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Water supply big fracking fear

State officials made it clear that protecting the Potomac aquifer—which supplies water to the Fredericksburg region and half of Virginia—will be their top priority, if any companies want to drill for natural gas in the region.

Maurice Jones, the state’s secretary of commerce and trade, and Molly Ward, Virginia’s secretary of natural resources, told more than 100 people at Rappahannock Community College in Warsaw Wednesday that they’re both committed to protecting the underground drinking water supply.

The state “is laser-focused on the care and future of the aquifer,” Ward said, “not just from drilling but also from its overuse. I’m not even kidding when I say it keeps people up at night.”

The state secretaries were part of a panel discussion hosted by the Northern Neck–Chesapeake Bay Region Partnership.

State officials, along with a representative from the gas industry and an environmental law firm, gathered to talk about the benefits, impacts and state and local regulation of hydraulic fracturing, or fracking.

The process injects water and chemicals deep into the ground to loosen trapped gas. A Texas company has leased more than 84,000 acres in five counties south and east of Fredericksburg for possible drilling.

The audience was made up of elected officials, local government staff and residents from at least six counties in the Northern Neck and Middle Peninsula. It also included representatives of environmental and community groups, such as Friends of the Rappahannock and Friends of Westmoreland State Park.

Brentley Archer, president of the Virginia Oil and Gas Association, said he hoped people with different perspectives would “meet in the middle” to determine a course of action.

He pointed out that 10,000 wells have been drilled in Southwestern Virginia. All have been fracked without a single incident, he said, quoting the Virginia Department of Mines, Minerals and Energy.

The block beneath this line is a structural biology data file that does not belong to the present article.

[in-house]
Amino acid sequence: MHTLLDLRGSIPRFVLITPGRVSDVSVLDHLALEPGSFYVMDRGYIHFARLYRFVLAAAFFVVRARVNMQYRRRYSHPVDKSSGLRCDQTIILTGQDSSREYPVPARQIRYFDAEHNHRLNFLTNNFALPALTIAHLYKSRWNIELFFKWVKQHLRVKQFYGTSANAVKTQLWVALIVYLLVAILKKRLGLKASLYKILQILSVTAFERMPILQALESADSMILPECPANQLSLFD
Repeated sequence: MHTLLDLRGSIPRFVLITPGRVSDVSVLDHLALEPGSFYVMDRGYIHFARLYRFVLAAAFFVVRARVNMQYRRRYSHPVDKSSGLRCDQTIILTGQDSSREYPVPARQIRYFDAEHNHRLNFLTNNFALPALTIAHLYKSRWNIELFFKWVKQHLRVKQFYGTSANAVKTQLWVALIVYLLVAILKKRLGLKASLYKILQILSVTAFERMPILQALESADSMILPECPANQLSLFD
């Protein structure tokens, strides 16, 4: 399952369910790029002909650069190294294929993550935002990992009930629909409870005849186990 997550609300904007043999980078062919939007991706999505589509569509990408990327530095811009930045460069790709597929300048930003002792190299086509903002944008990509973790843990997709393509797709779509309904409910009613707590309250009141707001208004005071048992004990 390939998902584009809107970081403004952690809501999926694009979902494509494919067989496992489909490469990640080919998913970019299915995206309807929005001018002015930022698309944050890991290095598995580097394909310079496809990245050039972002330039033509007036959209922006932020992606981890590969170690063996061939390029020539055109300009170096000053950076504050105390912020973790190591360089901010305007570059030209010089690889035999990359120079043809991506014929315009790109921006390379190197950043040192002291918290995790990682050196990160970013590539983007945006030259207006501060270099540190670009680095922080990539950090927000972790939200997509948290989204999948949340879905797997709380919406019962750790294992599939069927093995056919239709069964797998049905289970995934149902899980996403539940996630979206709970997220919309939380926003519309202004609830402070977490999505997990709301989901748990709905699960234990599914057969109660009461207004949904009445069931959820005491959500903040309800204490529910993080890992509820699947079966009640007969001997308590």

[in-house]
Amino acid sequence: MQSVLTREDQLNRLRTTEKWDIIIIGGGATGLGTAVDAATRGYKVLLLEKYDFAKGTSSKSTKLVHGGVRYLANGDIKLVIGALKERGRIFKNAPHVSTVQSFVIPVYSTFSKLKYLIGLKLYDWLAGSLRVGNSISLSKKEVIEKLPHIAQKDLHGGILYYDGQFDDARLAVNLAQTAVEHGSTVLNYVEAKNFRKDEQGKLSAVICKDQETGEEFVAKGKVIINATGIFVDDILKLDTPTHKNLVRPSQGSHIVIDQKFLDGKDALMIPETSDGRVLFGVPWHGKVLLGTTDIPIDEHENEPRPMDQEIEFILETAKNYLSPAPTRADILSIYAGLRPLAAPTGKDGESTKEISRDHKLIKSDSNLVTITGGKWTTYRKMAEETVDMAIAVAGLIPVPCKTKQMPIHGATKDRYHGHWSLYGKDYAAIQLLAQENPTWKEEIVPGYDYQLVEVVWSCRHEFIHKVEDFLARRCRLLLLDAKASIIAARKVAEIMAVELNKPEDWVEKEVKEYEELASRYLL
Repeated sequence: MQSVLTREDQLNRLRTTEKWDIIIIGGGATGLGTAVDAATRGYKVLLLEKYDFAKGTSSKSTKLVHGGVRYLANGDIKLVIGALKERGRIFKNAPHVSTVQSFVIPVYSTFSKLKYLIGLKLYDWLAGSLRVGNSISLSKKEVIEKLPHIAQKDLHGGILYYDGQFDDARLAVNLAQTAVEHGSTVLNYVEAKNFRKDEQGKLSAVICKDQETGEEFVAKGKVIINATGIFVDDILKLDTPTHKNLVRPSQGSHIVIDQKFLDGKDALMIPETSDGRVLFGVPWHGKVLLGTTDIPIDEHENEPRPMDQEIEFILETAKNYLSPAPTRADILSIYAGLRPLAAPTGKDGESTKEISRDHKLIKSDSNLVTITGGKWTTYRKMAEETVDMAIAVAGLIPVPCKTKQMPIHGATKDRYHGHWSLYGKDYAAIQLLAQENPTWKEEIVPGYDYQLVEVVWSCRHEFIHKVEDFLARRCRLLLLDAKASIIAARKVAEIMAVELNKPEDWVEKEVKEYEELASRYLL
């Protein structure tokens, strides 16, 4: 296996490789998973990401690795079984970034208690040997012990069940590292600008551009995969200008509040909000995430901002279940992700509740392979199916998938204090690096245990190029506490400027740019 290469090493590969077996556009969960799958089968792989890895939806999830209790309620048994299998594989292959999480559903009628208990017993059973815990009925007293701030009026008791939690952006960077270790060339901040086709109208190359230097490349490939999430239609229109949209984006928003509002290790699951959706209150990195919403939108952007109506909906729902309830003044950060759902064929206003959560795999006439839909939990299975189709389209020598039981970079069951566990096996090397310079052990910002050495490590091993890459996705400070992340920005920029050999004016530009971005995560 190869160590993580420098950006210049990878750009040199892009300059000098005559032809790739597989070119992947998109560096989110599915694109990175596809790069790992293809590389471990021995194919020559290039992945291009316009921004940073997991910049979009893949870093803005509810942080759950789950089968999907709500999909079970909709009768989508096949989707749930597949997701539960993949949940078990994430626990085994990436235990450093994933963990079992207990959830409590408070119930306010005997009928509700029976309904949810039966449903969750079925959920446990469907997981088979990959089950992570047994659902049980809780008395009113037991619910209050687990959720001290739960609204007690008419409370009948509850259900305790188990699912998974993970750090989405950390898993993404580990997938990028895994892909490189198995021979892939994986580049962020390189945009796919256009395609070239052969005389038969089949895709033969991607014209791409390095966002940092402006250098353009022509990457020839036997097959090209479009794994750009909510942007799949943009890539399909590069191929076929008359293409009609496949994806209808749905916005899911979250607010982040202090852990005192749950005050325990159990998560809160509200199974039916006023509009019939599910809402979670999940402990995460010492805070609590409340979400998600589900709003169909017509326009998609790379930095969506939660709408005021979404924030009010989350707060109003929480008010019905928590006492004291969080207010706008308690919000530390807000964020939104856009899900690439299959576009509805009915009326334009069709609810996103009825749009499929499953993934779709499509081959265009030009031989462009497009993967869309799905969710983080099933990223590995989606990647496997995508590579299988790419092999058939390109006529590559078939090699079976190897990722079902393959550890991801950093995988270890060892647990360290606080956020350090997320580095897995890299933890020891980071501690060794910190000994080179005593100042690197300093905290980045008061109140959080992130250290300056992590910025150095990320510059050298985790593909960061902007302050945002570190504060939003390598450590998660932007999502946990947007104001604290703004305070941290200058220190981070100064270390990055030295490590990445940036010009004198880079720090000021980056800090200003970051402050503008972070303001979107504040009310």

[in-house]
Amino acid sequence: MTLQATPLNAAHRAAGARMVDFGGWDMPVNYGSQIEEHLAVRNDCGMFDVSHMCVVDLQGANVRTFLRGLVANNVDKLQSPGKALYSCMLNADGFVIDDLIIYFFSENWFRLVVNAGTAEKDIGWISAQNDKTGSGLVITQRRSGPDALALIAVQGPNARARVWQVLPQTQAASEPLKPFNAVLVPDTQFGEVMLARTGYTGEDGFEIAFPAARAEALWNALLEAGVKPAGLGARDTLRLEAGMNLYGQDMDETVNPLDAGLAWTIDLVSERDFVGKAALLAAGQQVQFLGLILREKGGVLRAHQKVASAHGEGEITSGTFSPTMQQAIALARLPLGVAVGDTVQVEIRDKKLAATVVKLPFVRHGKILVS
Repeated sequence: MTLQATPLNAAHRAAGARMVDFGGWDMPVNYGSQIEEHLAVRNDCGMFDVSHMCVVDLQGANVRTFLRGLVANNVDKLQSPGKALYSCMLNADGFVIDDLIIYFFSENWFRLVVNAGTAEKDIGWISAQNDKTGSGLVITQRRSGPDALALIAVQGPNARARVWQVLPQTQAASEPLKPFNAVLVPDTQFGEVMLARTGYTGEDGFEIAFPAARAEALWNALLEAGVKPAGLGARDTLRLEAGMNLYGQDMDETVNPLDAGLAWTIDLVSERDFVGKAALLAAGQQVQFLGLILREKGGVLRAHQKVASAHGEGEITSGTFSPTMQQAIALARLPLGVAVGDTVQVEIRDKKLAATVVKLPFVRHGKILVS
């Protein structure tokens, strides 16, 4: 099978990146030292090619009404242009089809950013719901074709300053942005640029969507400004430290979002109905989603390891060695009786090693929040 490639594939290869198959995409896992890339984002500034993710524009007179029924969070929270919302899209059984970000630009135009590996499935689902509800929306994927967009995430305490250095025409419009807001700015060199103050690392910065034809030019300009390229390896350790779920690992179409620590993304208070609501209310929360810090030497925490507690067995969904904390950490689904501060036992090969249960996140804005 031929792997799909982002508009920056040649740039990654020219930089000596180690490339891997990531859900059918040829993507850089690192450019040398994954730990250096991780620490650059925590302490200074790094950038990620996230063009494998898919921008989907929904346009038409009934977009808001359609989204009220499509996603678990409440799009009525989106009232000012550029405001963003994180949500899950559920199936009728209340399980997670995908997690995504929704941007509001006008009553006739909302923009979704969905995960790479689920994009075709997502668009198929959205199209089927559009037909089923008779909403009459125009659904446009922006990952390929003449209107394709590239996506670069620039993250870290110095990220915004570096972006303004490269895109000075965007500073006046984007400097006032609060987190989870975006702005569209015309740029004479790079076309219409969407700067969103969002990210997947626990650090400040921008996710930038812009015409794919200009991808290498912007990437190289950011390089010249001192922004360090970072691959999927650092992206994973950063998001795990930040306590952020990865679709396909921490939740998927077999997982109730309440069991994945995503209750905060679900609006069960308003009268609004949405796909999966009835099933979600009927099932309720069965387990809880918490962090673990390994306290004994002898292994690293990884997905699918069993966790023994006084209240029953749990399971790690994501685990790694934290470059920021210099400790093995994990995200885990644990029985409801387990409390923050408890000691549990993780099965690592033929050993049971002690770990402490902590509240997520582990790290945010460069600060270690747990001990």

Rick Parrish, senior attorney with the Southern Environmental Law Center, said he didn’t want to disparage the DMME but drilling that would be done locally “is a totally different animal” from the coalbed methane wells in Southwestern Virginia.

Wells in this region, known as the Taylorsville basin, would be deeper and require higher volumes of water and chemicals to fracture, he said.

“Virginia has almost no experience with that,” Parrish said. “We are really talking about a whole new ballgame.”

Repeatedly during the two-hour session, which was split between the panel discussion and questions from the audience, water bubbled to the surface as the main topic of discussion.

Holly Harman, a member of the Westmoreland County Wetlands Board, stressed how vital water is the region.

“You can’t go very far before you’re walking over a creek, a river, a stream, a pond, a lake,” she said. “It’s our heritage.”

She encouraged officials to get out of their “trance,” which has been induced by the gas industry, and protect the resources.

Chip Jones, the Westmoreland representative on the Northern Neck Soil and Water Conservation District, talked about the depletion of Potomac aquifer and the impact fracking would have on it. He cited reports that say, if current rate of usage continues, the aquifer’s demand will exceed its supply in 15 years.

That’s when Ward said, for the second time, that she wasn’t joking when she said she stays awake at night thinking about the water supply.

Panelists also stressed that protections are in place for the Taylorsville basin—and the coastal plain east of Interstate 95—that don’t exist elsewhere in Virginia. Companies interested in drilling in the Taylorsville have to go through a stricter permitting and regulatory process. Both DMME and the state’s Department of Environmental Quality have to review the applications. Drillers have to examine the impacts their actions would have on everything from air and water quality to wildlife.

“There’s no question the scrutiny of fracking is higher [in Taylorsville] than in any other part of the state,” Jones said.

Every panelist reminded the crowd that no companies have applied for permits to drill in the Taylorsville. Representatives of the Texas company said there’s no immediate plan for drilling.

Ward wonders if the current state administration will still be in office if, and when, a company applies for permission to drill in the Taylorsville. It would take up to 24 months for the state agencies to review the applications, and the current administration will be in office for another 3 years, she said.

Ward encouraged local officials to lobby their legislators to pursue the kind of permanent solutions Sen. Richard Stuart, R–Stafford County, sought this year.

First, he attempted to ban fracking in the Tidewater region, then amended his bill and asked for stricter regulations.

A House committee killed the bill in February, saying there already were enough rules in place.

Rosemary Mahan, a Westmoreland supervisor, thanked residents for attending the session to learn about fracking regulations and suggested elected officials should do the same.

“If your representative from your area is not here,” she said, “I suggest you call them and ask them why.”

Cathy Dyson: 540/374-5425


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